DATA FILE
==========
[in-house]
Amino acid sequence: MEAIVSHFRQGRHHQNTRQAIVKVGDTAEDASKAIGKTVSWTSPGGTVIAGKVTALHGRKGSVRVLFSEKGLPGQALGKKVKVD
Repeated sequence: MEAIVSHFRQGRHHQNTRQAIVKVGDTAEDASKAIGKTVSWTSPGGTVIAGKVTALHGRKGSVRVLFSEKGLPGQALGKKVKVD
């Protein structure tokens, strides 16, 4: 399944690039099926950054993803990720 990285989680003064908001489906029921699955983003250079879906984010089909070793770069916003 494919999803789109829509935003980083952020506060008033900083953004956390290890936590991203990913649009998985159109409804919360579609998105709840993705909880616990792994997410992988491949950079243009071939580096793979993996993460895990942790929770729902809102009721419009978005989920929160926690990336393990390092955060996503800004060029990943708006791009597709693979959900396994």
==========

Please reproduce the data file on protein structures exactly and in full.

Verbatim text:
[in-house]
Amino acid sequence: MEAIVSHFRQGRHHQNTRQAIVKVGDTAEDASKAIGKTVSWTSPGGTVIAGKVTALHGRKGSVRVLFSEKGLPGQALGKKVKVD
Repeated sequence: MEAIVSHFRQGRHHQNTRQAIVKVGDTAEDASKAIGKTVSWTSPGGTVIAGKVTALHGRKGSVRVLFSEKGLPGQALGKKVKVD
């Protein structure tokens, strides 16, 4: 399944690039099926950054993803990720 990285989680003064908001489906029921699955983003250079879906984010089909070793770069916003 494919999803789109829509935003980083952020506060008033900083953004956390290890936590991203990913649009998985159109409804919360579609998105709840993705909880616990792994997410992988491949950079243009071939580096793979993996993460895990942790929770729902809102009721419009978005989920929160926690990336393990390092955060996503800004060029990943708006791009597709693979959900396994």